The Habanero Pepper adds an immediate punch of spice and flavor to any dish. Just a little bit can completely change your meal. Learn more about these spicy, sassy, and sensational hot peppers!
How hot is a habanero pepper?
Habanero peppers are very hot. On the Scoville scale, they fall between 150,000 and 575,000 SHU.
To give you an idea what this means, sweet bell peppers have no spice and therefore, have an SHU of zero. Jalapenos are 2,500-8,000 SHU.
To have a pepper spicier than habaneros, you will need extra hot ghost peppers.
The red Savina is the hottest habanero pepper and was believed to be the hottest pepper in the world for many years.
Habaneros are very small peppers, as small as one inch long. But that just means that the capsaicin in them is super concentrated.
When you find them in the grocery store, they are typically orange. Unripe habaneros are green. The color changes as they ripen. They grow best in very hot climates and you will see them everywhere in Mexico.
Some varieties of habaneros can be red, white, yellow, brown or even purple. Habaneros do have a fruity flavor, but they pack a wild punch of spice, particularly in the veins.
Handling the peppers
I strongly recommend that you wear gloves while preparing habaneros. Because of the high concentration of capsaicin, they can easily irritate your skin, especially if you have any open cuts.
Whatever you do, never touch your eyes when you are handling habaneros!
To avoid touching habanero peppers at all, use a veggie chopper. Since everything will be contained, you can chop away and then dump the peppers right into your dish.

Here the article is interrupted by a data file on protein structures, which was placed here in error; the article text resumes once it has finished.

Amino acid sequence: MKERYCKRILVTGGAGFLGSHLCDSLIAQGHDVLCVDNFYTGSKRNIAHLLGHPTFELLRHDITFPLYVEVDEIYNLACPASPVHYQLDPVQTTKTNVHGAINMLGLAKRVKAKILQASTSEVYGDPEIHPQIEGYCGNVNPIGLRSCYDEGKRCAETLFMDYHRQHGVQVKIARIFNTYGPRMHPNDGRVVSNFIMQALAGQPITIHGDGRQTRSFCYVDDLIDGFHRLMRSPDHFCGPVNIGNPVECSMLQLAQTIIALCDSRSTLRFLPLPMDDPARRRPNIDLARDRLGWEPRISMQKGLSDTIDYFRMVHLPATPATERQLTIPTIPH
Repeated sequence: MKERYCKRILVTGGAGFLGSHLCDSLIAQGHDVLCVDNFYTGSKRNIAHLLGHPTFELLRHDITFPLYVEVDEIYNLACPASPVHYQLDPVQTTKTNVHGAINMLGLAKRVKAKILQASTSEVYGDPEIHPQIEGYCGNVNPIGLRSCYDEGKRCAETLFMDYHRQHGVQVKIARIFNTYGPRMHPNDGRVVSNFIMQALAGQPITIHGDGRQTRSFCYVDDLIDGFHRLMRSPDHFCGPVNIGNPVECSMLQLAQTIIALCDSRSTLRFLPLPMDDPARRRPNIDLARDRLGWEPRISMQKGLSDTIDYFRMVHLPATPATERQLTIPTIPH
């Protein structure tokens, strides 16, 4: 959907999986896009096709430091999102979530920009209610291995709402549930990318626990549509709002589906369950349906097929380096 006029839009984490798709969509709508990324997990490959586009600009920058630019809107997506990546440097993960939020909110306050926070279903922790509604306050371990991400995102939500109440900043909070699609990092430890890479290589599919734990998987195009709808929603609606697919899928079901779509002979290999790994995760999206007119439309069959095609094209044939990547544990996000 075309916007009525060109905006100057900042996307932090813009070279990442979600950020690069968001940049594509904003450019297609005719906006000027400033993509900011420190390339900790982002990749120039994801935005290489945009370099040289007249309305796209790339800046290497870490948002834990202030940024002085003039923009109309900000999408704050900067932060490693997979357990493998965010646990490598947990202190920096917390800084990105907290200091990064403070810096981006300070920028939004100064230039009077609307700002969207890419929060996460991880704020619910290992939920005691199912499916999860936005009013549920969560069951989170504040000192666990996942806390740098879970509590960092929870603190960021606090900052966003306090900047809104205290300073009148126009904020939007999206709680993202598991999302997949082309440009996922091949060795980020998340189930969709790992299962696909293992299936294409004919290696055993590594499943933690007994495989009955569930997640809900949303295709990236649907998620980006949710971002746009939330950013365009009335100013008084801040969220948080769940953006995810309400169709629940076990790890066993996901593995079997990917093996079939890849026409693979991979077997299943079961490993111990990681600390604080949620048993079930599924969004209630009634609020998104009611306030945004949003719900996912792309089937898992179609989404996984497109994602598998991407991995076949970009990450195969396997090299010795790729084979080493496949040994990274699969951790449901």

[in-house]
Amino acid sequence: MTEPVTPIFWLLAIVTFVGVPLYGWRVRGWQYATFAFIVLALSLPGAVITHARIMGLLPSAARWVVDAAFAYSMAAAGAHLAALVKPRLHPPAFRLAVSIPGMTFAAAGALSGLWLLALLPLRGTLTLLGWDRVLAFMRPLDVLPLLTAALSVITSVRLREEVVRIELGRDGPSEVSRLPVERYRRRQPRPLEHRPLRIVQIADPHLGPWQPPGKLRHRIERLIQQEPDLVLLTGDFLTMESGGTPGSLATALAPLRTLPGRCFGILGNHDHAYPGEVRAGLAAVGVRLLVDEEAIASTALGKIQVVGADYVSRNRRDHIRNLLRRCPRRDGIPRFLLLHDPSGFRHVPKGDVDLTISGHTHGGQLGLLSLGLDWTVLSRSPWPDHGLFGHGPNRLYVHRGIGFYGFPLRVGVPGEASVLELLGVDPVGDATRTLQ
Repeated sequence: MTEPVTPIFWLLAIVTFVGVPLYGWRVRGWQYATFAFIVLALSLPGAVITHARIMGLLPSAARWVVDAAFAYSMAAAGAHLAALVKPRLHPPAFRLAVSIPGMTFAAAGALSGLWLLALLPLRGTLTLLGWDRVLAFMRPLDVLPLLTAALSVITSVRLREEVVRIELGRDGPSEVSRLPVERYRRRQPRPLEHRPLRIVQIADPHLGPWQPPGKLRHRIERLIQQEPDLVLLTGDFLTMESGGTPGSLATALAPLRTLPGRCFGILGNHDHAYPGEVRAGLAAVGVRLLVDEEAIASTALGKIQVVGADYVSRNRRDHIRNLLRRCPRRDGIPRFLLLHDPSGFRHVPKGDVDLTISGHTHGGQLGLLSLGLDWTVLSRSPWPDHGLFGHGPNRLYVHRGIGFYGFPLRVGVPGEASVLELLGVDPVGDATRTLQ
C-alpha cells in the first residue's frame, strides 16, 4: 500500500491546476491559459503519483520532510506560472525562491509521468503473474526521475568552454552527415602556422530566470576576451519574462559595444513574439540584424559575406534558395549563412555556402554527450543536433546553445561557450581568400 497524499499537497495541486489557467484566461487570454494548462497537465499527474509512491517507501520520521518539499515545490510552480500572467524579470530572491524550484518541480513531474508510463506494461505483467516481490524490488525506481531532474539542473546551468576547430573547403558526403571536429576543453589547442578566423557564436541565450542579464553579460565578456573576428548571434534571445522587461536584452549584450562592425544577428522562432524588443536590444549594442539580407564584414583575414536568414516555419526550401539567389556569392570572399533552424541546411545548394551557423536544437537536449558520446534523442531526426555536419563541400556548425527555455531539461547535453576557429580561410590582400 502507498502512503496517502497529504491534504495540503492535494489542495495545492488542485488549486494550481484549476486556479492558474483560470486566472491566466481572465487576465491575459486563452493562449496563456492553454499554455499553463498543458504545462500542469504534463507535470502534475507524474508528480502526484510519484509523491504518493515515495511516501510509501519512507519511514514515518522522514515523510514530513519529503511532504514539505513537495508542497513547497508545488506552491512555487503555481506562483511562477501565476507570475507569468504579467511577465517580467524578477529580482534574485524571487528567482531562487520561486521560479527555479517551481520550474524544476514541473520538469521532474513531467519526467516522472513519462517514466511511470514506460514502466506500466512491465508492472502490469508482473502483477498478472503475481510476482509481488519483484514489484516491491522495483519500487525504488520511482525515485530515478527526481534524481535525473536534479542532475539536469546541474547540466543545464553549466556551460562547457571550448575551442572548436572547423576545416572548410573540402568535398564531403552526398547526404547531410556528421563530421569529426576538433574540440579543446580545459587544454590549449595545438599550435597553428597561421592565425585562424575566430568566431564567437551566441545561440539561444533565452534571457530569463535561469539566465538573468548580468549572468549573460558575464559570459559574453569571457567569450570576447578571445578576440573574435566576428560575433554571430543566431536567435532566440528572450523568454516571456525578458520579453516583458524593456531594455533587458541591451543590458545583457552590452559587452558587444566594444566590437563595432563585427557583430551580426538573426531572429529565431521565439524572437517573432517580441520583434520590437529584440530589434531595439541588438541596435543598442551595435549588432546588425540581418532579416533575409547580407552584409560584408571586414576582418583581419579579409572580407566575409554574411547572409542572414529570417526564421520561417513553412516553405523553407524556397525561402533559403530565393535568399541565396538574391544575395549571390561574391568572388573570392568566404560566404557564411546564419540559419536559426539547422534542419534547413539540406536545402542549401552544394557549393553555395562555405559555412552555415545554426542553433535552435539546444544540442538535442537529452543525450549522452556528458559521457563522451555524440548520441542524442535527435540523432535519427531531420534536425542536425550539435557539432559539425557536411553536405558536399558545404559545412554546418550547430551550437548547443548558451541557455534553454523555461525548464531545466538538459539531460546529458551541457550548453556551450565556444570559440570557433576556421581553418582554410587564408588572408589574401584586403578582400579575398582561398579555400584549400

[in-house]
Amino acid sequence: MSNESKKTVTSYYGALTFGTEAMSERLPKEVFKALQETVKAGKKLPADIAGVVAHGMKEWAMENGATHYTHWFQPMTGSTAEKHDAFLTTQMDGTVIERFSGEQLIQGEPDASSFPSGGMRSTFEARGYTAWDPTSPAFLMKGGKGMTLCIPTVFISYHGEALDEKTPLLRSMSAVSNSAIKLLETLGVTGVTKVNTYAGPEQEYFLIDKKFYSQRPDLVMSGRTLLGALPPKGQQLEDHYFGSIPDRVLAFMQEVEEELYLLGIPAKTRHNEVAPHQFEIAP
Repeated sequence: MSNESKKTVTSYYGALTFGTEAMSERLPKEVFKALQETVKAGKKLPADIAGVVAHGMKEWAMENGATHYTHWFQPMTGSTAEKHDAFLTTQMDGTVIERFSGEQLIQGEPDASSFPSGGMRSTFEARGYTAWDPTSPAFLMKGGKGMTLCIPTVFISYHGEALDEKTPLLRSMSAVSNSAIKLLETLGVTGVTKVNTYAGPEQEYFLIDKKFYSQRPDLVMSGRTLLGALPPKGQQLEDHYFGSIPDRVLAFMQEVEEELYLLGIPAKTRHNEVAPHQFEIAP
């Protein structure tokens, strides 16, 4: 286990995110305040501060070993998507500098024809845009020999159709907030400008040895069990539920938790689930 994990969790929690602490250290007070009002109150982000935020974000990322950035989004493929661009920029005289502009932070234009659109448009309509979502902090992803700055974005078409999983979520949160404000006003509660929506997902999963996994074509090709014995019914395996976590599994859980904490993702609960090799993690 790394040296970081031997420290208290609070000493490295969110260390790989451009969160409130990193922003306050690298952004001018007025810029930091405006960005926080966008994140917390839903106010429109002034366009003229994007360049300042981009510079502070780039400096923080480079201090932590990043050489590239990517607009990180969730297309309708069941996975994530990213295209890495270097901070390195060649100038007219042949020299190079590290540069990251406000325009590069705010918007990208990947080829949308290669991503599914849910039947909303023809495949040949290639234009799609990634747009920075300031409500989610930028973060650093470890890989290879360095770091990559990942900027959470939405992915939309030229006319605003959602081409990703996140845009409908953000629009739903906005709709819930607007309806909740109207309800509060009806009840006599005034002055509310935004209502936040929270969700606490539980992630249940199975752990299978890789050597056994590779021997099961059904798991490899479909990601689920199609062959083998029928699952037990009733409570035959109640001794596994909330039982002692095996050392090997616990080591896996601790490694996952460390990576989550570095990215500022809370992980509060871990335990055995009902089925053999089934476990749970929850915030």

How do you store a habanero?
You can store habaneros in the refrigerator or freezer. Just be sure to use these storage tips.
- Wash the peppers and allow them to dry completely.
- If you want to refrigerate the peppers, put them in a paper bag and store in the crisper drawer for up to one week
- Store in an airtight container in the freezer for up to one month.
- If you freeze them, you can remove just one or two and use them in small doses to increase the flavor of just about anything!
What do you do with habanero peppers?
In Mexico, habaneros can be found in a variety of dishes. They are stewed, fried, pickled, fermented or even just eaten raw from the plant. However, this is a pepper where a little goes a long way.
Habaneros are often combined with fruity tropical flavors like mango. You can use them in dishes like these:
- Jam or chutney
- Spicy pineapple habanero margarita
- A topping for fish (they are especially delicious in fish tacos!)
- On pork chops
- Stuffed peppers
- Chili sauce
If you love the flavor but not the heat, you can soak them in alcohol for a short time (under an hour!) to greatly reduce the kick but retain that floral aroma and taste.
As an added bonus, habanero peppers have lots of vitamin C and potassium, with no fat and very few calories. It’s a guilt free way to boost the flavor of your meals.
What can I substitute for habanero peppers?
Not everyone wants something as spicy as a habanero. Even if you use them sparingly, you may want a pepper with less heat.
If this is the case, you can use serrano peppers or jalapeno peppers. They are milder than habaneros, but will still give you a little kick and a lot of flavor.
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